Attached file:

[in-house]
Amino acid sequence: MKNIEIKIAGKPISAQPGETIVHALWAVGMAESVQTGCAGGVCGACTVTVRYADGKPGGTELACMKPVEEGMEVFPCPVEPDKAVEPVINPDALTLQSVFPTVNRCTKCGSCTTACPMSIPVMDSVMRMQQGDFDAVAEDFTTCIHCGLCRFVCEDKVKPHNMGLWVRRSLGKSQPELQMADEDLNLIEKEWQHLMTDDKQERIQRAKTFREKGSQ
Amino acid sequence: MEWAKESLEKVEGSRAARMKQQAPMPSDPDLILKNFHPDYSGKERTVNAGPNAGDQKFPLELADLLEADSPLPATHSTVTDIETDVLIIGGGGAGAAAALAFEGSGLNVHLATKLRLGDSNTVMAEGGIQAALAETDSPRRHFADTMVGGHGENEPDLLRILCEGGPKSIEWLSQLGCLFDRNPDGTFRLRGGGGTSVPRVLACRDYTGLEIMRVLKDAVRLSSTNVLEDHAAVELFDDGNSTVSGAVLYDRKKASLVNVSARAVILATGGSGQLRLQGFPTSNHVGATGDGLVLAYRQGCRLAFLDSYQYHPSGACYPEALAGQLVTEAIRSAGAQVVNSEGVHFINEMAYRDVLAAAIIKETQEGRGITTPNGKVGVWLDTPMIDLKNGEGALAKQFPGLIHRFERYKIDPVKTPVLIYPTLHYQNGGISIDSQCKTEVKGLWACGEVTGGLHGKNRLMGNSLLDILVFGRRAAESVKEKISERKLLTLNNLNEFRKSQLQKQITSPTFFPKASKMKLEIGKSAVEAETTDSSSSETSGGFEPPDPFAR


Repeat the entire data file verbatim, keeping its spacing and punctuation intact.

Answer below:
[in-house]
Amino acid sequence: MKNIEIKIAGKPISAQPGETIVHALWAVGMAESVQTGCAGGVCGACTVTVRYADGKPGGTELACMKPVEEGMEVFPCPVEPDKAVEPVINPDALTLQSVFPTVNRCTKCGSCTTACPMSIPVMDSVMRMQQGDFDAVAEDFTTCIHCGLCRFVCEDKVKPHNMGLWVRRSLGKSQPELQMADEDLNLIEKEWQHLMTDDKQERIQRAKTFREKGSQ
Amino acid sequence: MEWAKESLEKVEGSRAARMKQQAPMPSDPDLILKNFHPDYSGKERTVNAGPNAGDQKFPLELADLLEADSPLPATHSTVTDIETDVLIIGGGGAGAAAALAFEGSGLNVHLATKLRLGDSNTVMAEGGIQAALAETDSPRRHFADTMVGGHGENEPDLLRILCEGGPKSIEWLSQLGCLFDRNPDGTFRLRGGGGTSVPRVLACRDYTGLEIMRVLKDAVRLSSTNVLEDHAAVELFDDGNSTVSGAVLYDRKKASLVNVSARAVILATGGSGQLRLQGFPTSNHVGATGDGLVLAYRQGCRLAFLDSYQYHPSGACYPEALAGQLVTEAIRSAGAQVVNSEGVHFINEMAYRDVLAAAIIKETQEGRGITTPNGKVGVWLDTPMIDLKNGEGALAKQFPGLIHRFERYKIDPVKTPVLIYPTLHYQNGGISIDSQCKTEVKGLWACGEVTGGLHGKNRLMGNSLLDILVFGRRAAESVKEKISERKLLTLNNLNEFRKSQLQKQITSPTFFPKASKMKLEIGKSAVEAETTDSSSSETSGGFEPPDPFAR